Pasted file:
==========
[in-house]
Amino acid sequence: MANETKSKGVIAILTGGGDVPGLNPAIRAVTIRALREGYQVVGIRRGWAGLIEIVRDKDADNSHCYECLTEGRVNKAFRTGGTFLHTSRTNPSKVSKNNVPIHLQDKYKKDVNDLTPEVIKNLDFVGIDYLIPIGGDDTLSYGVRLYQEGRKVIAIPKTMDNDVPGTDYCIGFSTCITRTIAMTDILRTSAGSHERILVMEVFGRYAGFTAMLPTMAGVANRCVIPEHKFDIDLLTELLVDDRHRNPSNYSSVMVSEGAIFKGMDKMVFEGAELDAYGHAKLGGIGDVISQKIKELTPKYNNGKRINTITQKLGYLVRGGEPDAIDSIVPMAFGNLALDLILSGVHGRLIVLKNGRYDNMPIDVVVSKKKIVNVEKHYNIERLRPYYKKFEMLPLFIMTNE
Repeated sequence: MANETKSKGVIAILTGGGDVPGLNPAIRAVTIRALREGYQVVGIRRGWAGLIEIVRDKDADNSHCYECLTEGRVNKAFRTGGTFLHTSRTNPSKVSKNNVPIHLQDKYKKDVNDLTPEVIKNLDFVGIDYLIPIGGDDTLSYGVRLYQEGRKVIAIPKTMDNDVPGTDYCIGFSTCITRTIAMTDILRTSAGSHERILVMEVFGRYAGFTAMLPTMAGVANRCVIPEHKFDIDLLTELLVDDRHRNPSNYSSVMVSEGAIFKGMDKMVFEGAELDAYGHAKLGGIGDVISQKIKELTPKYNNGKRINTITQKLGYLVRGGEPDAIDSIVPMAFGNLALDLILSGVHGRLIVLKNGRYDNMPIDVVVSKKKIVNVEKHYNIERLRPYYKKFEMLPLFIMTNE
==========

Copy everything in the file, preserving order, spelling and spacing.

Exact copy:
[in-house]
Amino acid sequence: MANETKSKGVIAILTGGGDVPGLNPAIRAVTIRALREGYQVVGIRRGWAGLIEIVRDKDADNSHCYECLTEGRVNKAFRTGGTFLHTSRTNPSKVSKNNVPIHLQDKYKKDVNDLTPEVIKNLDFVGIDYLIPIGGDDTLSYGVRLYQEGRKVIAIPKTMDNDVPGTDYCIGFSTCITRTIAMTDILRTSAGSHERILVMEVFGRYAGFTAMLPTMAGVANRCVIPEHKFDIDLLTELLVDDRHRNPSNYSSVMVSEGAIFKGMDKMVFEGAELDAYGHAKLGGIGDVISQKIKELTPKYNNGKRINTITQKLGYLVRGGEPDAIDSIVPMAFGNLALDLILSGVHGRLIVLKNGRYDNMPIDVVVSKKKIVNVEKHYNIERLRPYYKKFEMLPLFIMTNE
Repeated sequence: MANETKSKGVIAILTGGGDVPGLNPAIRAVTIRALREGYQVVGIRRGWAGLIEIVRDKDADNSHCYECLTEGRVNKAFRTGGTFLHTSRTNPSKVSKNNVPIHLQDKYKKDVNDLTPEVIKNLDFVGIDYLIPIGGDDTLSYGVRLYQEGRKVIAIPKTMDNDVPGTDYCIGFSTCITRTIAMTDILRTSAGSHERILVMEVFGRYAGFTAMLPTMAGVANRCVIPEHKFDIDLLTELLVDDRHRNPSNYSSVMVSEGAIFKGMDKMVFEGAELDAYGHAKLGGIGDVISQKIKELTPKYNNGKRINTITQKLGYLVRGGEPDAIDSIVPMAFGNLALDLILSGVHGRLIVLKNGRYDNMPIDVVVSKKKIVNVEKHYNIERLRPYYKKFEMLPLFIMTNE